Leading UX professional and Zedko Director Oli sutton gives his views on what to look for in a UX candidate or agency.
Promoting the benefits of UX has always been a tedious but necessary task to allow for the appropriate budget and client engagement when laying the foundations of any forthcoming project. It therefore comes with great pleasure that UX is finally becoming an integral part of the digital landscape, but now UX has become so popular it has attracted UX Chameleons who have jumped on the UX band wagon.
What is a UX Chameleon I hear you ask? Well a UX Chameleon is an agency or candidate that has miraculously changed its appearance to look like a UX professional.
So in this crowded market place how do you spot a UX Chameleon from a UX professional? Well in the absence of a lie detector test let’s look at the fundamentals.
The skill set within this profession is varied but at a minimum you would want to have had exposure to as many of the following roles as possible: Visual Design, Information Architecture, Motion Design, Copy Writing, and Industrial design.
When embarking on a new digital project you are placing the UX practice at the heart of the operation so communication skills are essential. You are looking for someone who will get under the bonnet of your practice to identify the integral process that your end user is engaged in to achieve their goal.
This can only be achieved through good research and it’s my view that the contractor or agency that will come up with the solutions must be conducting the insight, therefore experience in Diary Studies, user interviews, stake holder interviews, focus groups, Online surveys, social media research, Ethnography and card sorting are all very important.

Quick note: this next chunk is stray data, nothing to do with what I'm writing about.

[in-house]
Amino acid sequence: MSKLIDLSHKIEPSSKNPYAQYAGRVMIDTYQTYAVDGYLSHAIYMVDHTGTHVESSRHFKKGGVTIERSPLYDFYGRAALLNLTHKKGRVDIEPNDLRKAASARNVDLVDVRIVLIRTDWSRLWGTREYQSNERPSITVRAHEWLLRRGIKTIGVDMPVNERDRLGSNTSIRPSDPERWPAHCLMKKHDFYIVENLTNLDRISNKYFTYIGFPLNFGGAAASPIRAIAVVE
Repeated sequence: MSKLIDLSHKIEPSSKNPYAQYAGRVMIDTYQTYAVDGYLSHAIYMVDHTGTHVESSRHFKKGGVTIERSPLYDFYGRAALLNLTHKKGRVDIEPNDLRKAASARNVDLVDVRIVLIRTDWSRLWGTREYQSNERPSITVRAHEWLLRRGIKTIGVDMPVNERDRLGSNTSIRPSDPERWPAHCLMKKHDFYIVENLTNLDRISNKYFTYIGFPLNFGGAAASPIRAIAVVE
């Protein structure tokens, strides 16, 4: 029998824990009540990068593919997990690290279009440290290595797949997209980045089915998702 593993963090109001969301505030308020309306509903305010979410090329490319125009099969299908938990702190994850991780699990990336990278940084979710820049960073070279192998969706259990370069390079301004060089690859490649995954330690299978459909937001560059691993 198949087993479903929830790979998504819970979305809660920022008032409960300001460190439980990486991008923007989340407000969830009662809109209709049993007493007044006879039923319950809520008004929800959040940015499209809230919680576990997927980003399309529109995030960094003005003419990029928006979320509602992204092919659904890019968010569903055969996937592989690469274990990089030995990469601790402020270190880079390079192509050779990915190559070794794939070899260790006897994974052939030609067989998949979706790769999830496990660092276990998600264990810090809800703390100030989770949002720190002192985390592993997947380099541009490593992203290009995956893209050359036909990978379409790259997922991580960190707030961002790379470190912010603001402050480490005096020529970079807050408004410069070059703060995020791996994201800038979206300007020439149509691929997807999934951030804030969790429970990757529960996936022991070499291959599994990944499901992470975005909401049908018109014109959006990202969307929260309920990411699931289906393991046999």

Beware of the territorial UX’er, typically a sign of inexperience. A territorial UX’er will fight tooth and nail to get their ideas through and won’t listen or change a thing. Digital design and development is a collaborative process and thus needs input not only from the end users but from the stake holders, visual designers, developers and anyone and everyone involved in the project. The best solutions are found through many iterations and those that don’t listen or amend their design can be a disaster, not only does this stagnate innovation but can also cause conflict.
Unfortunately this problem is also rife in some of the NMA top 100 agencies not through inexperience but through arrogance. Not listening the stake holder and end users but pushing concepts that promote themselves.
So now you know the fundamentals needed for good UX and what to look out for in bad practice, but what is it that a UX Candidate or Agency can offer you that places them above the rest? Well, the key concept that should be at the forefront of every UX engagement should be, RETURN ON INVESTMENT for you or your clients.
We live in a digital age that is changing by the day, uncomplicated, intuitive, and engaging user experiences should be a given.
Pioneering UX practitioners should be looking to: question the norm, improve conversion rates, reduce homepage drop-offs, increase traffic and gain market share, reduce help centre phone calls, reduce end user task time, improve brand loyalty, reduce development work, reduce project releases, add innovative features remove dormant features, promote cloud and social integration.